The answer to this question might have been much more than buyers had planned on at least in the Golden State before a new law that took effect last July that especially helps consumers with poor credit
We have seen what can happen
Used car buyers, in particular those with credit issues, have been shown to be easy targets for unscrupulous sellers hoping to unload used cars that are either rebuilt or have suffered some other type of damage.
Here at Auto Credit Express we've seen what often happens in these cases because we've spent the past two decades helping people with damaged credit find those legitimate new car dealers that can give them their best chances for approved auto loans.
We even designed our website so we could share this experience with applicants that have encountered credit problems. So you can imagine how pleased we were last year to learn of a new California law will help buyers in that state – especially those with bad credit (since an Experian Automotive study found these types of buyers especially vulnerable) avoid signing a car loan for a vehicle with a branded title.
Applicants visiting our web site often ask us, "How much will a car loan cost me?"
The answer, especially if they unintentionally finance one with a branded title, is much more than they may realize.
A used car is typically the best vehicle choice for a high-risk car loan. According to no less a source than Consumer Reports, new cars can lose up to 47 percent of their value in the first three years. This means picking out a used car is both a smart and an affordable buying decision.
But buying used also carries the risk that the car you'll be financing might not be exactly what the seller states it is.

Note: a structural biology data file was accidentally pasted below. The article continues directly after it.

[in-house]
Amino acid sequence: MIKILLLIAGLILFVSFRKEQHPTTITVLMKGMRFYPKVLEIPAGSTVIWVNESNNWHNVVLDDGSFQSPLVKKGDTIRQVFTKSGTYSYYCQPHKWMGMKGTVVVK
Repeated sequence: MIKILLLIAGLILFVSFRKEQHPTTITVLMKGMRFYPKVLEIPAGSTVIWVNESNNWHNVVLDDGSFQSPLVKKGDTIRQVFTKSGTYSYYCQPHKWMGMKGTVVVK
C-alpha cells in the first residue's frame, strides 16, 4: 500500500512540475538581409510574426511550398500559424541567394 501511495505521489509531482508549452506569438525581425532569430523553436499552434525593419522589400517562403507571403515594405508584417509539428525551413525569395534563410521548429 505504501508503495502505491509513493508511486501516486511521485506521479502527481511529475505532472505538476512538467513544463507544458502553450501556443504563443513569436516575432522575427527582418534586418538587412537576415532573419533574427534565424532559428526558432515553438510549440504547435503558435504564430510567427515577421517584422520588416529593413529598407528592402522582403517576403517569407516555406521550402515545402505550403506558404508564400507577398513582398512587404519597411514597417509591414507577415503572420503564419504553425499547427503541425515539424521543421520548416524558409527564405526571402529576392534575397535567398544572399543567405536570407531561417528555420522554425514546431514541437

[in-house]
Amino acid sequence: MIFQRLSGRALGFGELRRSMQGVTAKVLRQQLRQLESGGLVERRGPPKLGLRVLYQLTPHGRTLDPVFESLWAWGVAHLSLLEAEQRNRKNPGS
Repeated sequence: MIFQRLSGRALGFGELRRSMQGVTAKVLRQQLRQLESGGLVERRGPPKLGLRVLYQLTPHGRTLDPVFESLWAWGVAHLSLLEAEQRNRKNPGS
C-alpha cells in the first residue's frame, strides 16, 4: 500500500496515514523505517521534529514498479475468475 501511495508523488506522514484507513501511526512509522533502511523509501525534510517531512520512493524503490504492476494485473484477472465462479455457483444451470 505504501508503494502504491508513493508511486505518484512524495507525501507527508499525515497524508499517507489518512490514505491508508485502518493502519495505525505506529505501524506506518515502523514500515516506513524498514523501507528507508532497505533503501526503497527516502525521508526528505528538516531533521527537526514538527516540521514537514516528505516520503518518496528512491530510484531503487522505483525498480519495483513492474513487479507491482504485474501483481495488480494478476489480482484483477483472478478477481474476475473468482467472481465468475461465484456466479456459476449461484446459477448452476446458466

A recent Experian Automotive study revealed that "more than 2 percent of the late-model used vehicles (model year 2005 and newer) had a negative vehicle history event (frame damage, salvage, odometer rollback, etc.), which can significantly impact the vehicle's value."
The report also noted that "more than 3 percent of financing outside of prime had negative vehicle history" which means buyers with poor credit scores are even more at risk.
For credit-challenged buyers living in California, help came last year in the form of a new law that took effect on July 1st.
Called AB 1215, it changed then-current laws in a number of ways. While it allowed auto retailers to raise documentation fees on retail purchases and leases, it also requires dealers to run the vehicle identification number of any car they plan on selling through the National Motor Vehicle Title Information System to check whether it has a branded title.
If the report comes back that it does, a red window sticker must be affixed to it warning buyers of the car's history.
According to its sponsor, California Assemblyman Bob Blumfield, "Buying a car comes second only to the commitment that comes with buying a home. With working families striving to stretch their dollars in this tough economy, there couldn't be a better time to help ensure that family cars are a good and safe investment."
The Bottom Line
Although the only guaranteed way to prevent buying a previously damaged car is having it thorough inspected by an ASE certified master mechanic as well as a body and frame specialist, the new California law is a great first step in informing potential buyers of possible serious problems with a vehicle.
Another great step all buyers with bruised credit can take is to check us out. Here's why: here at Auto Credit Express we specialize in helping applicants with problem credit find those dealers that can give them their best chances for auto loan approvals.
So if you're ready to reestablish your car credit, you can begin now by filling out our online auto loans application.